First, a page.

157 total views, 1 views today
Hello, Me! 2021 Tv Show Series Season Cast Crew Online
Stars: Kang-hee Choi, Kim Young-kwang, Eum Moon Suk
In a cafe, a woman writes in a notebook, asking if the person she’s writing to got back safely. Then she forgets that she didn’t say hello. “Hello, me!” she writes.
We then flash to a woman being wheeled into an emergency room. Ban Ha-ni (Choi Kang-hee), a 37-year-old woman, exits her body as she flatlines and begs the doctors not to save her, even starts getting upset when they shock her back to life.
We then flash back a few hours to see how she got into this distraught state. She works at a supermarket, in a bright red squid costume, singing about the virtues of a new crispy squid snack. A kids takes handfuls of samples, and his mother gets upset when Ha-ni grabs his wrists to stop him and then even more upset when the kid starts having an allergic reaction. But that’s why she feels so distraught. “If that was the case, one out of two people with jobs would be dead,” we hear her voice say.
While in her costume, she gets nabbed by local cops for an outstanding slander complaint, which she didn’t go to court to face. While in a holding cell, a man in a trench coat and nothing else gets hauled in. We see in flashback that Han Yoo-hyun (Kim Young-kwang) has run afoul of his wealthy dad, Han Ji-man (Yoon Joo-sang), who challenges his playboy son to earn a million won (about $920) in a week. When Yoo-hyun fails to do so, he kicks his son out of his house, with nothing but his underwear and that coat on him.
Ha-ni is being accused of slander by an actor named Ahn So-ni (Eum Moon-seok) aka “Anthony”. He was on a remote set, and a wayward latte caused him to have to poop in the woods, where Ha-ni was shooting flowers nearby. He accuses her of taking pictures of his squatting, and he destroys the camera that belonged to her late father. But he withdraws the complaint once she starts to mention what he was doing there.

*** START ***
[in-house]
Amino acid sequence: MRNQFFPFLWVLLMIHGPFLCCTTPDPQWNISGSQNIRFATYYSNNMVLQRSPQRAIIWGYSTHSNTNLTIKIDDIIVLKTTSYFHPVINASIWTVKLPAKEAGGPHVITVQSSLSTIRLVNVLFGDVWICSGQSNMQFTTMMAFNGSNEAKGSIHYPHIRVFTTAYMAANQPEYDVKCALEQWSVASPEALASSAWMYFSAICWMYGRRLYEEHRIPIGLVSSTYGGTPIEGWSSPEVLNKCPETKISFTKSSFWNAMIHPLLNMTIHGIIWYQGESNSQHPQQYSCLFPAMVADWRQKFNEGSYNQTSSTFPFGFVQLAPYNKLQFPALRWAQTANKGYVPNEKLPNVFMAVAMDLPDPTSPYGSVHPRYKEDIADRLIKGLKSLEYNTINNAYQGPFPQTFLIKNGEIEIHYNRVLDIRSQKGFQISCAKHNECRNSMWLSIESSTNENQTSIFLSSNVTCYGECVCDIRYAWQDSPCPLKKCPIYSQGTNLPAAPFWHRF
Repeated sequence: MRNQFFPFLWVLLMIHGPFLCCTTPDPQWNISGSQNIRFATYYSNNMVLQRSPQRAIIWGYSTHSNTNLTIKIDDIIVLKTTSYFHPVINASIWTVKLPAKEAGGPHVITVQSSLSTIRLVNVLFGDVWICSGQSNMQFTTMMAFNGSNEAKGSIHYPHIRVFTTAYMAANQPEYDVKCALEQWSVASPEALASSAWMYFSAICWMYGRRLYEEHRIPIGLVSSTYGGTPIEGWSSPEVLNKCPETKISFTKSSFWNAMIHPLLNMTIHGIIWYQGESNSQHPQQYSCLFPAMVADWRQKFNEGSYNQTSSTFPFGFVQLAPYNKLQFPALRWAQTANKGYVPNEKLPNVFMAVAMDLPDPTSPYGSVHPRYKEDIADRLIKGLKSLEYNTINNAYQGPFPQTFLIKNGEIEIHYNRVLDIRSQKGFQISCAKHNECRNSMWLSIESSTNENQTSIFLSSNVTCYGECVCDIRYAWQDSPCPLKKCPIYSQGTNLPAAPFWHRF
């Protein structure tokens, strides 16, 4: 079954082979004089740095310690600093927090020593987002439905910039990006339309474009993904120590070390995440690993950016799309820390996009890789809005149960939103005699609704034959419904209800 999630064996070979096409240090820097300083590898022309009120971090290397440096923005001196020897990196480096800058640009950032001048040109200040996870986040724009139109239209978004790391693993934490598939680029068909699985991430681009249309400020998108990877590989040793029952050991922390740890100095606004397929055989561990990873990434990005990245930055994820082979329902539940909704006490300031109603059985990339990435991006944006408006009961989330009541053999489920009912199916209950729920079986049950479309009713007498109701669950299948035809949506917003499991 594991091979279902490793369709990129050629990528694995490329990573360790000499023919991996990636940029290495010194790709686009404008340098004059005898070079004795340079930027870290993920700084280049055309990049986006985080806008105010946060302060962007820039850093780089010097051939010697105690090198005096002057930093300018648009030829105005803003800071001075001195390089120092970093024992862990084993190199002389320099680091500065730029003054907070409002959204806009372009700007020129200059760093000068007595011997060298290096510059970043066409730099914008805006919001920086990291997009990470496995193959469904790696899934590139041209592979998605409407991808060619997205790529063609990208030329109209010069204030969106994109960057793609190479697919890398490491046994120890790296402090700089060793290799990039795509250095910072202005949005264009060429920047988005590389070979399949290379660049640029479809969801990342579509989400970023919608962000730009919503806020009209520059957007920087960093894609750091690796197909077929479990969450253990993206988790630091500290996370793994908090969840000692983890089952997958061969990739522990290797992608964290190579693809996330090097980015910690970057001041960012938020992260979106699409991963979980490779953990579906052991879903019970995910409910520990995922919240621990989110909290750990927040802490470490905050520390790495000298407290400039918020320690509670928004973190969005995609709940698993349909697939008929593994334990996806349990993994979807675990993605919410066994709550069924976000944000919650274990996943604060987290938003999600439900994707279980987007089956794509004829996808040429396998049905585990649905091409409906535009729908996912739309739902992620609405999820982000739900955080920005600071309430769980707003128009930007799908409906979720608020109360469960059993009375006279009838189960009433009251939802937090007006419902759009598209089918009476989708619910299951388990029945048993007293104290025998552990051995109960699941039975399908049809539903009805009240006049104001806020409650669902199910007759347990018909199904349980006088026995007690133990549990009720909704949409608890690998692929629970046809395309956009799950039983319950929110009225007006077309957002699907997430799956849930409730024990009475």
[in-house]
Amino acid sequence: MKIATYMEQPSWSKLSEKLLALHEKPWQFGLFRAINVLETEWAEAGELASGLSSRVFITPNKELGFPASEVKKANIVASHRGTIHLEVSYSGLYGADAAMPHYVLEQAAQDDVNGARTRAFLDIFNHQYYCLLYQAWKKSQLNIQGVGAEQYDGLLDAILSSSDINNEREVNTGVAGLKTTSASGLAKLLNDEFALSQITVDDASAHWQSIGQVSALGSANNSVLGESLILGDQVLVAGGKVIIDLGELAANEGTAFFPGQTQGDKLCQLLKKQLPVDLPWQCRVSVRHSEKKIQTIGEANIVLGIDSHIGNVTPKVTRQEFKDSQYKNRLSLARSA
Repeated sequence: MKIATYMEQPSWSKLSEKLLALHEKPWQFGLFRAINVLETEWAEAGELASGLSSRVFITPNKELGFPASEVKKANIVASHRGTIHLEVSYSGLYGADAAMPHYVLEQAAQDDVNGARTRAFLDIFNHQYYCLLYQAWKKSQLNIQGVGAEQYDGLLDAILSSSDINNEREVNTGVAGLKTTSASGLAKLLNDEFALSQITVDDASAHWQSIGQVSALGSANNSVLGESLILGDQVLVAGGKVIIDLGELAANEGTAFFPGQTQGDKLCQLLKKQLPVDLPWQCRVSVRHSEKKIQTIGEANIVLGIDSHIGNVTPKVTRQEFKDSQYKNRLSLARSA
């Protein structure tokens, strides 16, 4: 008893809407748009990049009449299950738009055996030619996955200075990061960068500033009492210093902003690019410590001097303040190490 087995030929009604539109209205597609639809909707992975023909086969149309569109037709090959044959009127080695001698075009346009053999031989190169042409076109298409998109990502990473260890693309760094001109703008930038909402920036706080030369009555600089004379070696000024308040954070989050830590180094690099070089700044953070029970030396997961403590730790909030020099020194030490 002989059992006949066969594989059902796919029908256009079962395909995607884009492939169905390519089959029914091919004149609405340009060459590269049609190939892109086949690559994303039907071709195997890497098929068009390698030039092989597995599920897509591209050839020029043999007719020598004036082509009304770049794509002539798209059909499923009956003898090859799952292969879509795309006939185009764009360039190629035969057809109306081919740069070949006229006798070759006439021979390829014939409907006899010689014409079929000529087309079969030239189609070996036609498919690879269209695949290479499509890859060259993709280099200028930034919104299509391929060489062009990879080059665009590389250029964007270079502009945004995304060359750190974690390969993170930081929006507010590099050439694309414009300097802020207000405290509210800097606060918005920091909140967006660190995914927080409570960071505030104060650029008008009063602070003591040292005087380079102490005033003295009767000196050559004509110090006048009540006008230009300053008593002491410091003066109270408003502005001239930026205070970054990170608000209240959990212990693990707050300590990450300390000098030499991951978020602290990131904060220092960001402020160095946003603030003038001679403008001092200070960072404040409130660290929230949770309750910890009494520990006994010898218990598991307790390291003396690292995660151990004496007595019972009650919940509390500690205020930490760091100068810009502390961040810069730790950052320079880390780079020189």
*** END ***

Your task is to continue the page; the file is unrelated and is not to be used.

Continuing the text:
Ha-ni and Yoo-hyun encounter each other again in a swank hotel restaurant. She goes on a date set up by her sister, which goes south in a hurry, and his brother-in-law’s credit card gets rejected, due to his father’s influence. She lends him money to pay for his dinner, and the two of them find each other again outside a convenience store. A phone call from her boss prompts her to call a taxi, drop her phone, and get hit by a truck.
We flash back 20 years. Seventeen-year-old Ha-ni (Lee Re) is much more confident and defiant, using a boy who likes her to ditch school to go to a talent show audition. When her parents drag her out of there, she leaves her dad’s taxi, and she too gets hit by a truck. But she ends up in the hospital… one bed over from her 37-year-old self.
Even in the world of K-dramas, the premise of Hello, Me! is a bit out there. We’ve seen episodes of series where a character visits or gets visited by his or her younger self, but never a whole series based on that.
We would have loved to see more interaction between current Ha-ni and the younger Ha-ni, but their first encounter comes at the very end of the first episode of Hello, Me! Before that, we get an hour of setup, for both Ha-ni the older, Ha-ni the younger and for Yoo-hyun, whom we imagine will become Ha-ni’s friend throughout this strange happenstance.
That’s far more exposition that we would have gotten if this were a Western series. In some K-dramas, taking the time to set up the story reaps benefits later on, but here it just seemed to drag out the hour. It felt like this was more an effort to insert jokes, like Ha-ni sitting in a holding cell in her squid suit, than to really advance the story.
We likely could have gotten to young Ha-ni’s story a little earlier, perhaps interspersed with what was going on with the older Ha-ni and her sad life. It would have made for a more immediate contrast between her daring younger self and her timid older self. Separating the stories made it feel like we were watching two different episodes, but at least we had a pretty good idea of just how pathetic the thirtysomething Ha-ni was.
Although, was it really that bad? Sure, she was struggling. And when you hit that stage in your life and you’re still struggling you start to wonder what it will all lead to. But we all go through messes like this in our thirties, where we wonder just how we got here in the first place. Our dreams from our younger days have been crushed under the expectation to feed and house ourselves, and Ha-ni is no different. It felt like she was more having a horrible day than a horrible life.
But we guess that’s what younger Ha-ni will do, which is survey her older self’s life and be horrified. We just wish we got some of that early on, rather than glean it from the Netflix episode descriptions.
The attempts at comedy on Hello, Me!, often punctuated by sound effects, aren’t overly funny. And the show has some awfully quick tonal shifts from “trying to be funny” to “trying to be dramatic.” But we expect nothing less of K-dramas.